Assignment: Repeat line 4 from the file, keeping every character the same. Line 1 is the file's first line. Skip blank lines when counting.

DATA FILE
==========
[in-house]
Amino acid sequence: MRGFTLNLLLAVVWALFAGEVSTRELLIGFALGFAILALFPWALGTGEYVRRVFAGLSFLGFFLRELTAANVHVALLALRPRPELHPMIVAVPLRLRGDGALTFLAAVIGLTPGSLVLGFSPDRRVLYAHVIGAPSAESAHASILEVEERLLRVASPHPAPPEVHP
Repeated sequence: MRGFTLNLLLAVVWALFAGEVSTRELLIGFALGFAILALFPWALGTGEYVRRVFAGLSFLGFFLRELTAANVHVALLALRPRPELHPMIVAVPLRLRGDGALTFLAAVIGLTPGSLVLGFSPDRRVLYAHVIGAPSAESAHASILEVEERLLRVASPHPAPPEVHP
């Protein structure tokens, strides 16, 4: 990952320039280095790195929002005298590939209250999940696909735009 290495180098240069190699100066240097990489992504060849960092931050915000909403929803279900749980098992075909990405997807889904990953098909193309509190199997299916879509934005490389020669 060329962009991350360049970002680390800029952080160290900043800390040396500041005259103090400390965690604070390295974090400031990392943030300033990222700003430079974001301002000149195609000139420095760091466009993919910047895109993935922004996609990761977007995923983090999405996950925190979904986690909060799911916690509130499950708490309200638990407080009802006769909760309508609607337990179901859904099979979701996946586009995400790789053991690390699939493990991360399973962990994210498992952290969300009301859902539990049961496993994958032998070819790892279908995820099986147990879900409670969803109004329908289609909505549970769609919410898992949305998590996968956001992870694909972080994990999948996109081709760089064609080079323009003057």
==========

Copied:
């Protein structure tokens, strides 16, 4: 990952320039280095790195929002005298590939209250999940696909735009 290495180098240069190699100066240097990489992504060849960092931050915000909403929803279900749980098992075909990405997807889904990953098909193309509190199997299916879509934005490389020669 060329962009991350360049970002680390800029952080160290900043800390040396500041005259103090400390965690604070390295974090400031990392943030300033990222700003430079974001301002000149195609000139420095760091466009993919910047895109993935922004996609990761977007995923983090999405996950925190979904986690909060799911916690509130499950708490309200638990407080009802006769909760309508609607337990179901859904099979979701996946586009995400790789053991690390699939493990991360399973962990994210498992952290969300009301859902539990049961496993994958032998070819790892279908995820099986147990879900409670969803109004329908289609909505549970769609919410898992949305998590996968956001992870694909972080994990999948996109081709760089064609080079323009003057």